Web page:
(ii) In addition, the U4/U6.U5 tri-snRNP probably also functionally associates with the pre-mRNA at a much earlier stage of spliceosome assembly than previously admitted. According to recent studies, the 5' splice site is also recognized by the U4/U6.U5 tri-snRNP, together with U1, at an early stage of spliceosome assembly (i.e. prior to A complex assembly in mammals or pre-spliceosome complex in yeast) and in an ATP-dependent manner even in the absence of a stable U2 snRNP/branch site interaction [Maroney et al., 2000]. This suggests that the yeast spliceosomal machinery may also consist in a large preassembled complex.

    This is probably the case. Indeed, Scott Stevens and John Abelson [Stevens et al., 2002] brought clear molecular evidence that spliceosome assembly in yeast probably proceed by binding of the pre-mRNA substrate to a preformed, endogenous, U1.U2.U4/U6.U5 penta-snRNP complex assembled from the five snRNA molecules and 76 proteins rather than via a stepwise addition of discrete snRNPs. In this modular model, the pre-mRNA interacts with the penta-snRNP as currently understood, with the 5' splice site base pairing with the U1 snRNA component, with the branching point interacting subsequently with the U2 snRNA, followed by exchange of the U1-5' splice site interaction for a U6 interaction, but all in the context of a 45S penta-snRNP particle which represents a functional precursor to yeast spliceosomes. When a discrete U1 snRNP (e.g., free U1 snRNP) functionally commits a pre-mRNA to splicing, a 30S U2.U4/U6.U5 tetra-snRNP complex is recruited as assembly proceeds. However, the penta-snRNP model remains the preferred spliceosomal assembly pathway in yeast.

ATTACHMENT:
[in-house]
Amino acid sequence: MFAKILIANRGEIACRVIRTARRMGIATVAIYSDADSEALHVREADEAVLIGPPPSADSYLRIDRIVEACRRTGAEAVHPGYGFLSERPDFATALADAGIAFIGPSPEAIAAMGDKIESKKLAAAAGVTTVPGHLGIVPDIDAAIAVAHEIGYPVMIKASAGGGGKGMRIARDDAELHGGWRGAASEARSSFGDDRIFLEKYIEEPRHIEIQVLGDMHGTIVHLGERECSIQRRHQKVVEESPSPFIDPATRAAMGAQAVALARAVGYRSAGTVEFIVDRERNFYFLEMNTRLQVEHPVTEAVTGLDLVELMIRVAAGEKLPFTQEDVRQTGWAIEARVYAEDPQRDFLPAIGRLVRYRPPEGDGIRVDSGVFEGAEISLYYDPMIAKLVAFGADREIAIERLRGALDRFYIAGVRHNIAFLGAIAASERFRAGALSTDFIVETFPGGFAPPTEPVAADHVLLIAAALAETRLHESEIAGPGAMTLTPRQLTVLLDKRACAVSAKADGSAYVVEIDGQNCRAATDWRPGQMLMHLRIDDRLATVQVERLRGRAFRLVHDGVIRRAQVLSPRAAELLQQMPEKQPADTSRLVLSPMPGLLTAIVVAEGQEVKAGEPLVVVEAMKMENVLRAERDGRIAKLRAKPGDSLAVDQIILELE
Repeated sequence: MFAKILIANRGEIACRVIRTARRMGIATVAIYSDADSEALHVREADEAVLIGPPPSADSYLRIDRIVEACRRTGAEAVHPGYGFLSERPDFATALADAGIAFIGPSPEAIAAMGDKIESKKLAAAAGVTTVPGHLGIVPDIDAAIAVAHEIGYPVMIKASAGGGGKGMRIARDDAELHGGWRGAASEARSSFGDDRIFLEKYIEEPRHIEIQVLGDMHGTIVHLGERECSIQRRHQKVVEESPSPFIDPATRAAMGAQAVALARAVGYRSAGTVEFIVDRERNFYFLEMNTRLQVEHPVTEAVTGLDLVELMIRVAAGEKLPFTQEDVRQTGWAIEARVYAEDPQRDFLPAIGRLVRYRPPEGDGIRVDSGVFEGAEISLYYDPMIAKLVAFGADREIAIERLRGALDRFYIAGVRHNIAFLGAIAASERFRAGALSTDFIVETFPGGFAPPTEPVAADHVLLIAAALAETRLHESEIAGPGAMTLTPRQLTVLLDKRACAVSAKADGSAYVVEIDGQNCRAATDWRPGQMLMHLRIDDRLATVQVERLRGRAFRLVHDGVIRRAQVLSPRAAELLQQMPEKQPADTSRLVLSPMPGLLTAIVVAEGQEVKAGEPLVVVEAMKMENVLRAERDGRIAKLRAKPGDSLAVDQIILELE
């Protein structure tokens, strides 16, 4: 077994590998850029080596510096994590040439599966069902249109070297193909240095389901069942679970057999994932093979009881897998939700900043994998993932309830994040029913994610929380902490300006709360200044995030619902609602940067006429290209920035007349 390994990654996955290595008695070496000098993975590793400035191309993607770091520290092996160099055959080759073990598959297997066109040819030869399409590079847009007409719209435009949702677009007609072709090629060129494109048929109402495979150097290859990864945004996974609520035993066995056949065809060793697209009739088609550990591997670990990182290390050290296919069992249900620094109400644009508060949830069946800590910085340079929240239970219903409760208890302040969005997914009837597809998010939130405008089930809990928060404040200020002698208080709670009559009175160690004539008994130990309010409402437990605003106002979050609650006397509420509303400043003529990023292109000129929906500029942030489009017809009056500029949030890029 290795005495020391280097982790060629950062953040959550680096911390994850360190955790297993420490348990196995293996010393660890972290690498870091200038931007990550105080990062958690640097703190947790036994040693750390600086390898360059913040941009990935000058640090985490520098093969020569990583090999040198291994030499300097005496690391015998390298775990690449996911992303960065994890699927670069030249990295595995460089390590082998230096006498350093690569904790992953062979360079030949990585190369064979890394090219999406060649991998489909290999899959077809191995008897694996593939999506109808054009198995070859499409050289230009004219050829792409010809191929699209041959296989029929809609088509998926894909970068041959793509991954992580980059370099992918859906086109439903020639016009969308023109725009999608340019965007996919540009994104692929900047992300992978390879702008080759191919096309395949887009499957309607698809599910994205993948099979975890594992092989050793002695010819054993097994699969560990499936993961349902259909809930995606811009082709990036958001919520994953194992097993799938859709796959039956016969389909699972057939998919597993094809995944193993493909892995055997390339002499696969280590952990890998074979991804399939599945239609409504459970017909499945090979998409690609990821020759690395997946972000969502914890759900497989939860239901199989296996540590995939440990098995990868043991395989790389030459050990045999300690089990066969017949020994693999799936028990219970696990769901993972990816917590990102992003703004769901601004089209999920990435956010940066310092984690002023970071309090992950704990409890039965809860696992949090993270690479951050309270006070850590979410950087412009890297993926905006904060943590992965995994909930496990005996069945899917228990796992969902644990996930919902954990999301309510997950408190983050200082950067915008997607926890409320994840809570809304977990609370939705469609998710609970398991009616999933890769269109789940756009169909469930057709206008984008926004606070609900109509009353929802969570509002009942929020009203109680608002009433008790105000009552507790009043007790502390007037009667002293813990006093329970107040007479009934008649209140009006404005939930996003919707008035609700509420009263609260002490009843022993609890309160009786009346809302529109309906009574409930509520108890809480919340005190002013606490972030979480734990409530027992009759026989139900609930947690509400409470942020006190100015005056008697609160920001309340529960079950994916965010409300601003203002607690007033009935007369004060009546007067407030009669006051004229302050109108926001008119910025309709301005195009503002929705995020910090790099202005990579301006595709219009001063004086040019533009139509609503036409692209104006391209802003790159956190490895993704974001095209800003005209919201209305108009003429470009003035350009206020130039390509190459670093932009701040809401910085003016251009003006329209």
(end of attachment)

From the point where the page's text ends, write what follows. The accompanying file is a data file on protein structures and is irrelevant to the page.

The notion of a preformed snRNP complex makes, from an in vivo point of view, more sense to molecular biologists. As John Abelson says, "Everything points to the fact that cell likes to work in these huge assemblages of molecules" [Johnson N., The scientist, 2002].

  3. Contribution to the pre-mRNA spicing reactions

    The pre-mRNA splicing reaction proceeds in two steps: 5' splice site cleavage and ligation of the intron's 5' end to the so-called branch site occur concomitantly in the first step, and 3' splice site cleavage (with the resulting excision of the intron) and ligation of the 5' and 3' exons take place in the second step. The snRNPs carry out a number of essential functions during this essential event. Via the interaction of their RNA and protein components with the pre-mRNA:

    1. They mediate the recognition and subsequent pairing of the 5' and 3' splice sites of an intron.

    2. In addition, they are responsible for creating the three-dimensional (3D) structure required for the formation of the spliceosomes' two actives sites, one for each of the two splicing reaction steps.

    3. Components of the snRNPs also appear to catalyse the two reactions leading to excision of the intron and ligation of the 5' and 3' exons.

    Having performed its task of exon ligation and mRNA production, the spliceosome disassembles before mRNA export. In addition, just as a machine is designed to perform repetitive tasks, the postcatalytic spliceosomal machinery must be reconfigured to allow a new round of splicing. The snRNP-bound lariat intron must be dissociated, allowing the lariat intron to be degraded and the snRNP to be recycled. Release of mRNA, disassembly, and recycling all necessarily involve extensive RNA:RNA rearrangements. The base pairing of U6 to the 5' splice site, U2 to branch point, and U5 to the exons must be severed. Moreover, the mutually exclusive pairings involving U2, U6 and U4 must be restored to their original conformations.


Selected References

More details on individual steps, structural rearrangements, and factors involved in the spliceosomal pathway can be found in the references cited below:


Last modified: Tue Feb 10 11:20:05 CET 2004